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Barclays, HSBC, NatWest and TSB raise mortgage rates just hours after the Budget

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home - TMG
home - TMG

Four of Britain’s biggest lenders raised mortgage rates in the wake of Rishi Sunak's Budget in a move that will add as much as £400 to repayments.

Millions of borrowers face a sharp increase in their mortgage bills as banks and building societies scramble to get ahead of an anticipated interest rate rise by the Bank of England next week to combat surging inflation.

The decision to raise mortgage rates will squeeze household finances that are already suffering from a decade of stagnant wages.

Barclays, HSBC, NatWest and TSB announced mortgage rate increases just hours after the Chancellor’s Budget on Wednesday.

Barlcays increased its two-year fixed rate from 1.17pc to 1.52pc, increasing the cost on a typical £200,000 mortgage by almost £400 a year. Virgin Money added up to 0.2 percentage points on certain rates earlier this week, while Nationwide also increased the rates on some of its deals.

Fixed-rate mortgage borrowers will be protected from any rate rise until their term ends. However, banks have begun to raise the cost of taking on a new fixed deal for people buying a house or remortgaging.

Lenders are increasingly concerned that the Bank of England will lift its base rate from 0.1pc to 0.25pc at a meeting next Thursday, squeezing the profit they make from mortgages. The Bank is preparing to act to curb surging inflation, which experts believe may hit as much as 5pc in 2022.

Mark Harris, of the mortgage broker SPF Private Clients, said: “The markets have already factored in a rate rise, and maybe two or three by the end of 2022, with many lenders starting to increase the rates on their cheapest mortgages.”

Borrowers on variable rate mortgages, of which there are an estimated 2.2 million in the UK, will be hit hardest.

Rates for these homeowners are not guaranteed, unlike fixed-rate deals. The most common types are standard variable rate mortgages, which go up or down at the discretion of the lender, or trackers, which automatically follow the movement of the Bank of England's rate. Many households in flats with unsafe cladding have been forced on to a standard variable rate because they are unable to remortgage.

Standard variable rates are typically the most expensive type of mortgage, and experts have predicted rising interest rates would make the financial outlook of these borrowers much worse.

Borrowers currently locked into a fixed-rate mortgage will be cushioned from any immediate rise in interest rates.

However, analysts said that those who locked into super cheap deals this summer could be in for a shock when they come to remortgage.

Laura Suter, of AJ Bell, said: “Mortgage providers don’t hang around when it comes to passing on rate rises, so anyone on a tracker deal will see their costs go up immediately. Any shift higher may be the match in the powder barrel for some families.”.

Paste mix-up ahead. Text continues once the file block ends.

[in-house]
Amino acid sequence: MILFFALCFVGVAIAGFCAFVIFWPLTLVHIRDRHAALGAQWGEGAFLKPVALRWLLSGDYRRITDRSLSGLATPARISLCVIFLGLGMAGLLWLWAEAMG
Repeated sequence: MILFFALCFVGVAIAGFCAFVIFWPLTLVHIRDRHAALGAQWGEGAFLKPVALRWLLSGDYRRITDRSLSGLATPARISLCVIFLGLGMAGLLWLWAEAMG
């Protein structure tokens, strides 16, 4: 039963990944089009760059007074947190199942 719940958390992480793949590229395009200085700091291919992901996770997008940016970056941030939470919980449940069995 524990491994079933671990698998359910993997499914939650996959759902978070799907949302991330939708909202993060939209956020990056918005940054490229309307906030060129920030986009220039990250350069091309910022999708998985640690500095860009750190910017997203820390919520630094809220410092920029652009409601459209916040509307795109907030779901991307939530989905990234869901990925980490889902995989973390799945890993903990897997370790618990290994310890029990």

Mr Harris warned a rate rise would be bad news for borrowers on a standard variable rate.

He said: “There is no guarantee that lenders will restrict any rise to the same amount as an increase in Bank base rate; the standard variable rate is set at the lender’s discretion so can rise by more than any increase in the official rate.”

The Office for Budget Responsibility (OBR) has forecast mortgage interest payments will rise by 13 per cent year-on-year by 2023, a jump not seen since before the housing crash in 2008.

A new analysis showed that homeowners could see their mortgage repayments rocket by almost 45 per cent, under the Treasury watchdog’s worst-case scenario for interest rate rises.

The OBR published, alongside its “central forecast”, a “deliberately stark” pessimistic forecast suggesting the Bank of England interest rate could rise to 3.5 per cent in 2023, up from 0.1 per cent at present.

The Institute for Fiscal Studies (IFS) said this “alternative scenario” would lead to an implied increase in mortgage interest rates to 5.4 per cent, up from 2 per cent at present.

In an analysis for The Daily Telegraph, the IFS showed this scenario would lead to homeowners paying thousands of pounds more each year.

It would see annual mortgage repayments soar 43 per cent from £10,800 to £15,400 on an average-price house (£264,244) with an 80 per cent loan-to-value mortgage over 25 years and a current interest rate of 2 per cent, according to the research.

The repayment on a £500,000 house with the same mortgage terms would rocket 44 per cent from £20,300 to £29,200, while on an £1 million house it would surge by the same proportion from £40,700 to £58,400.

Lib Dem leader Sir Ed Davey warned that the changes would hit the southern Tory shires hardest, because those seats tend to boast the highest house prices outside London.

He accused the Conservatives of “turning their back” on traditional party supporters who were “tired of being taken for granted”, as he called on ministers to “act now to defuse this mortgage timebomb”.

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